There seems to be a strong faction of French writers and historians who leap to the defense of the record of French colonialism in Indochina. L'Indochine face au Japon, 1940-1945: Decoux-de Gaulle, un malentendu fatal by Philippe Grandjean does the same in the colony, and one can see it in other books - a defensiveness which strikes the Anglophone reader, he who lives in countries where increasingly the word colonialist or imperialist has become the highest insult present (not that it seems to impact foreign policy very much) other than racist. Some French writers about colonialism - certainly not all of course! applaud the record of French colonialism, and some even take up the difficult effort of attempting to resuscitate the heavily damaged prestige of France’s mission civilisatrice in Indochina. Again, it is very hard coming from a present context. Of course, there are plenty of Americans who are very sensitive about the United State’s own conduct in history during its colonial expansion across North America, as well as during wars overseas. But American relationships to European-style colonialism, even from those who defend it, lack the same visceral personal connection to colonialism that Europeans can have: few become deeply bound up in the good of say, American rule in the Philippines. So it makes it an odd thing to read a book like L'Indochine française, 1858-1954 by Pierre Montagnon, which is quite entirely unapologetic about the role of French colonialism in Indochina.
This is a lengthy way of saying that the book has an unescapable bias in favor of French colonialism in Indochina. It lauds the French for many achievements, and writes negatively of many of their opponents as well as minimizes some of the French crimes. How does it hold up, this bias taken into account? Not terribly well. It has a decent general history of course of events that created French Indochina, its expeditions and battles of the French conquest, but its depiction even of this is rather generalized. The point of view which is privileged is, save for an admittedly good collection of quotes, resolutely top down and principally European, in a mostly quite limited political framework. It lacks greatly for cultural, philosophical, environmental (although this is to be fair often neglected in general histories), social, or even economic sides. Other than providing a limited description of the public work projects and interwar economic growth based upon rice farming, coal, and rubber, it doesn’t much deal with economics for example. But even on the political side, it has its blinders. While it is decent for higher levels of French political life and the Indochinese elite, there is little about how French rule and political life was felt below. What about the prisons, now a common topic in scholarly research which has examined their role in producing Vietnamese nationalism, the surêté, the repressions? What about the spiritual and religious impacts of French rule? What about the opening to the world and the infusion of Western cultural ideals? These are only mentioned in passing or barely at all, and it leaves the Vietnamese with only a moniker of humanity. They have some, no doubt about it - the book has a touching depiction of the Vietnamese who fought for the French against the Communists in the 1950s, and their feelings of abandonment when the French left. But behind this courage, it doesn’t seem to view the Vietnamese as autonomous, thinking, human beings with their own history and individuality.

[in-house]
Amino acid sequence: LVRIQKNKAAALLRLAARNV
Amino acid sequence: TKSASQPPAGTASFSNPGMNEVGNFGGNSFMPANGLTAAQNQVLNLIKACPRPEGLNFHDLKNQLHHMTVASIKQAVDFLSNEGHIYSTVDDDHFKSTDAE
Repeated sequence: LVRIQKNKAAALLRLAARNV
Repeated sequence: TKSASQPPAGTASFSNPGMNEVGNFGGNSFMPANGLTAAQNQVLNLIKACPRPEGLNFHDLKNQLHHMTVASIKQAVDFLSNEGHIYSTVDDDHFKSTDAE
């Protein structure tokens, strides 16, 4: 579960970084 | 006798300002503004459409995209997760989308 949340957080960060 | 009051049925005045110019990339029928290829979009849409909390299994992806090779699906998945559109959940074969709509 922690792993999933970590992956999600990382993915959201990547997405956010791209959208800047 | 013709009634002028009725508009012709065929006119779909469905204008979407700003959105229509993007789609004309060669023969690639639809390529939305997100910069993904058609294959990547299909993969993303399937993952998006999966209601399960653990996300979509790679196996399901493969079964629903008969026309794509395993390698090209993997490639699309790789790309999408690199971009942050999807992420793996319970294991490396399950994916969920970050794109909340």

This is one of the more odd elements of the book: it is much more concerned with treating with what the French said, such as vigorously rejecting De Gaulle’s term of Indochina being a great ship adrift on the sea, than Vietnamese proclamations and memory. What about the famous independence declaration by Ho Chi Minh, with its damning condemnation of French colonialism - that the French had built more prisons than schools? Or about Ho Chi Minh himself, Montagon tries to declare that the belief that Ho Chi Minh had sympathy for France and the French was wrong based upon the treatment dealt to French prisoners of war in Viet Minh camps - but what about the brutal treatment that the French dealt to the Vietnamese in their own prison camps? Does that mean that the French too, hated the Vietnamese? Montagon reads as responding to an internal French battle, jousting at Gaullists and French anti-colonialists, rather than seriously engaging with the French record in Vietnam. Old battles are still being fought, for the memory of the Empire.
At times, Montagnon yields to stereotypes that are disconcerting, such as his characterization of the Japanese, idly writing about the French view of them as mild-manner tourists in rather insulting terms. It is partially a difference between English and French-language academic writing, since French academics works make less of an effort than their English equivalents to be completely neutral. But such statements rare revelatory of Montagnon’s perspective, with large, homogenous forces, such as Communism, his hated enemy, or his belief in the essential gratitude of the natives of Indochina towards the French and the French peace, and that this state of affairs was only broken by outside agitation.
The book is decent at providing a general summary, but biased, uncritical of French statements, lacking many elements of a complete history, and caught up more in French squabbles about Indochina than the country itself. There are better works on French colonialism in Indochina - it is just a matter of finding them!